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Von Gruff

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The easiest way to keep knives sharp using a conventional oil stone is to put the knife at the correct angle and hold the stone level or that is what I found. Cutting a small block of hardwood and making a clamp from a cut down angle iron it is a simple matter to hold the blade steady and running the stone horrizontal like this the edge bevel can be kept very even indeed. Every so often the stone is given a few splashes of kero and a rub with an old paint brush then rubbed with a cloth which keeps the stone clear of steel paste from stoning and a continuation of unclogged cutting on the bevel.



Alternatively the stone can be set in a block at the right angle and the knife blade kept vertical. It is much easier to keep either the stone horrizontal as in the first two pics or the knife blade vertial rather than trying to keep the blade at a constant angle. With the stone in the block a degree or two flatter than a set of crox stick the finest of wire edges can be taken off on the sticks or with a strop and it is a good idea to have a strop to finish the blade anyway.


Because I will be doing the safari knife with a scandi grind I will get a set of water stones as the longer angle of the scandi grind makes keeping it flat on the stones an easier proposition for our eye hand coordination.
 

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Nyati

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My hunting knife, made by 2G a custom knifemaker from Spain and a good friend of mine.

52100 steel, micarta handles, full tang, 6mm thick, hollow grind.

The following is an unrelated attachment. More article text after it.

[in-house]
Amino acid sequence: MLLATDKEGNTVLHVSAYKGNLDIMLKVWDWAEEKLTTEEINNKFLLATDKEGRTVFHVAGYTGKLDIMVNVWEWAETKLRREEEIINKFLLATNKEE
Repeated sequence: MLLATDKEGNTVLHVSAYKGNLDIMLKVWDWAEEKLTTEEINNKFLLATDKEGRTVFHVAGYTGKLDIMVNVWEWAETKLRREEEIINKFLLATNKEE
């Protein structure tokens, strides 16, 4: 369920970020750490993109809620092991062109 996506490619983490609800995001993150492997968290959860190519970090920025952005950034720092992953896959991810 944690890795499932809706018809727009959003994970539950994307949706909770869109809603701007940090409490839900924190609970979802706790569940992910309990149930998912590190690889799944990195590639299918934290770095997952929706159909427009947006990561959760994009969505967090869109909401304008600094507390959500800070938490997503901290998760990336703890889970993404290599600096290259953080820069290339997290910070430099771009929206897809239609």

IMG_0526_zps53u1vtsm.jpg
 

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Nyati

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Another custom knife I just got, made by another friend Garcimonte, this one in 01 steel

IMG_0590_zps9fqkvwbr.jpg
 

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How to begin? I've always kept my knives sharp. In my youth it was with a flat oil stone and a strop. Later I introduced an Arkansas Stone (600 grit) into the mix. This effort required many hours of concentrated effort. Why, because a slight shift or change in the angle between the knife and the stone could wipe out the edge. The only way to manually keep the same or a consistant angle is with some sort of jig. Hence the Lu Ray or Lansky type sharpening system. Over the years I've added finer grit stones as they came available. Mind you I do not abuse my knives, borrowing Von Gruff's words "they are for cutting skin and meat." Over a number of years I "field dressed" 11 White-tailed Deer, including punching my Cold Steel Carbon V Master Hunter through the breast bone before it required resharpening. I got out my trusty Lu Ray and went to work. It took many hours to get the knife resharpened to one of the angles available. Once the angle had been changed it is a simple matter to maintain it when required, which is very seldom.